The story of the New England Journal of Medicine
It’s hard to imagine that the New England Journal of Medicine was once purchased for $1. The oldest continuously published medical periodical, the prestigious journal celebrates its 201st birthday on January 17, 2013. Since its founding in 1812, the journal has published a wide array of influential and groundbreaking articles, from early anesthesia to today’s latest cancer treatments.
The NEJM was a relative latecomer to the medical publishing scene in the northeastern United States; medical journals had already cropped up in New York, Philadelphia and Baltimore. The journal was introduced as the New England Journal of Medicine and Surgery and Collateral Branches of Sciences – not a particularly catchy name – by a Boston physician named John Collins Warren in 1812. Its first issue included reviews of general progress in the sciences, essays on clinical problems and an account of an attempt to decipher a secret French remedy for gout. In 1828, it merged with the Boston Medical Intelligencer, after that magazine ran into financial troubles just five years after its launch. Together, they formed the Boston Medical and Surgical Journal.
A boom in medical journals, many of them short-lived, took place over the next half century. In an 1879 issue of BMSJ, Surgeon General John Shaw Billings commented, “It is as useless to advise a man not to start a new journal as it is to advise him not to commit suicide.” Many prominent journals struggled and folded during the Civil War era, and even the BMSJ asked readers for financial support. It managed to stay afloat and was published weekly for almost 100 years, until the Massachusetts Medical Society purchased it for $1 in 1921. In 1928, it was renamed the New England Journal of Medicine. The journal’s logo represents the founding of its previous incarnations with the dates those publications began.
Notable articles cropped up early in the journal’s history. In 1846, it chronicled the first public demonstration of ether anesthesia. According to the article, it was first performed at a hospital using an agent created by a Boston dentist, Dr. Morton [for more on Morton, read December 2008’s This Month in Medical History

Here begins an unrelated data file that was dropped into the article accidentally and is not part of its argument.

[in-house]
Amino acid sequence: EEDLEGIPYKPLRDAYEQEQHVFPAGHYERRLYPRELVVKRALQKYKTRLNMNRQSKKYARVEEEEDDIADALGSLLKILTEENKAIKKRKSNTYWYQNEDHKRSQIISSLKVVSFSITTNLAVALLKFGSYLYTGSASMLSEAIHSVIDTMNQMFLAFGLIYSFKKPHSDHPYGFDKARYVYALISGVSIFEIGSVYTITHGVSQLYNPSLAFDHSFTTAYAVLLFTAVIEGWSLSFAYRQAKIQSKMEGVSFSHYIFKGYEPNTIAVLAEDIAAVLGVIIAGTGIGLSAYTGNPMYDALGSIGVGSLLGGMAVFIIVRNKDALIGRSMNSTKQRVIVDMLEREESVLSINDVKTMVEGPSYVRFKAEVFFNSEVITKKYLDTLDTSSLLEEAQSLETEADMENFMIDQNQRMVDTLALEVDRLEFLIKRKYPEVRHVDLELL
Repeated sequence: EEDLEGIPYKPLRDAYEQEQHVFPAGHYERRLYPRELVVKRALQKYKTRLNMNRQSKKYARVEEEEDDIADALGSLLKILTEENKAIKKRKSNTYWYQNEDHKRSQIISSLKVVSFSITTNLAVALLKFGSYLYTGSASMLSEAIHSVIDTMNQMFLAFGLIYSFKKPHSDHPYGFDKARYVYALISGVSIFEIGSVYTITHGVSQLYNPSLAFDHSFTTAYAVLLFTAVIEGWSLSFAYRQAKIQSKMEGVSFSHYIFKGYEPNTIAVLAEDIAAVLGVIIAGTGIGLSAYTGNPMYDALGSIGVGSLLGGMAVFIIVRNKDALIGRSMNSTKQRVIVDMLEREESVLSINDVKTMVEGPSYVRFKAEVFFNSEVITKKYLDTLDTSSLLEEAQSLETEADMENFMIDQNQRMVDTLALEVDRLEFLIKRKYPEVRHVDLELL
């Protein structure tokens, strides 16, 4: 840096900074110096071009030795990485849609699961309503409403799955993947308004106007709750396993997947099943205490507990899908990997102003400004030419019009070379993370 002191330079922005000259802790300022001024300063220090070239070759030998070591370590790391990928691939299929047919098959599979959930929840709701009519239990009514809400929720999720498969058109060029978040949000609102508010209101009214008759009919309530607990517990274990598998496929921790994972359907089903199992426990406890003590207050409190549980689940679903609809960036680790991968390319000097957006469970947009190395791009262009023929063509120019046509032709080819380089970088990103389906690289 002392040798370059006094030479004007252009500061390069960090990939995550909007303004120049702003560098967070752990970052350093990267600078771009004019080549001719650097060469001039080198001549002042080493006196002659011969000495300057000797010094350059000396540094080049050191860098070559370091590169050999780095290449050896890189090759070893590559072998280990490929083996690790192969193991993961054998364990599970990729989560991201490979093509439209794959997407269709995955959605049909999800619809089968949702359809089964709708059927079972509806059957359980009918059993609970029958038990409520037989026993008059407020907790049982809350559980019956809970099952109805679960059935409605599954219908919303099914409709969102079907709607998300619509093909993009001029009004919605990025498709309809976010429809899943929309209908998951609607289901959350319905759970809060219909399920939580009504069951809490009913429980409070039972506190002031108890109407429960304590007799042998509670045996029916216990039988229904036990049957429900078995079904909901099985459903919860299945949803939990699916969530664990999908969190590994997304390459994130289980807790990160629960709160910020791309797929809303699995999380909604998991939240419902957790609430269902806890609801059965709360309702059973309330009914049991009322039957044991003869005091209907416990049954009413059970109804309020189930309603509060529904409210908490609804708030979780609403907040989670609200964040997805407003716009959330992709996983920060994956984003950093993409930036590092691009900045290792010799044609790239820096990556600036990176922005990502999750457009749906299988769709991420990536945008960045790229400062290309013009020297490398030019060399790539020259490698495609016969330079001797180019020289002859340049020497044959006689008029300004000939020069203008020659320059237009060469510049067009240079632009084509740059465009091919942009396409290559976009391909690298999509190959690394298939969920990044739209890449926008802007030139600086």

]. At first, patients who were put under retained some consciousness, but soon patients reported complete oblivion during the operation. After speaking with a woman who had a tumor removed while “insensible,” the writer notes: “No doubt, I think, existed, in the minds of those who saw this operation, that the unconsciousness was real; nor could the imagination be accused of any share in the production of these remarkable phenomena.”
The journal went on to report on other remarkable medical firsts. It published a lecture in 1872 by a neurologist who described the then-unknown idea that one side of the brain could influence both sides of the body. The first full description of a spinal-disk rupture appeared in 1934. The first successes of early childhood leukemia treatment, using a folic acid antagonist, were described in 1948. In 1952, the journal published an early report on the resuscitation of the heart. It continued publishing groundbreaking articles into more recent times, providing in 1981 some of the first accounts of what would later be known as AIDS. In 2001, the journal published some of the first breakthroughs in chronic leukemia, and in 2004 described advances in the treatment of lung cancer.
Today, more than 600,000 people in 177 countries read the journal each week. It is the most cited medical journal in scientific literature. Free online access is generally available six months after an article is published, though articles are available immediately upon publishing in 100 low-income countries. In addition to access to the full New England Journal of Medicine archive launched on NEJM.org in 2010, the website also published a retrospective for its 200th anniversary in 2012. Taking a look back at the New England Journal of Medicine provides an interesting glimpse into the history of health care and health research in the United States. The journal published several articles offering snapshots of treatments from different moments in the last two centuries, such as “200 years of diabetes” and “Two centuries of neurology and psychiatry in the NEJM.” Other articles examine the health care system throughout the ages, with perspectives like “The Evolving Primary Care Physician” and “A Century of Health Care Reform in the U.S.”
In addition to its website, the NEJM offers two podcasts to accompany each issue, one featuring interviews with study authors and another summarizing the articles in the issue. Without a doubt, from its humble beginnings struggling amongst scores of competing journals to its influential present, the NEJM has made itself as the go-to journal for medical breakthroughs for the last two centuries.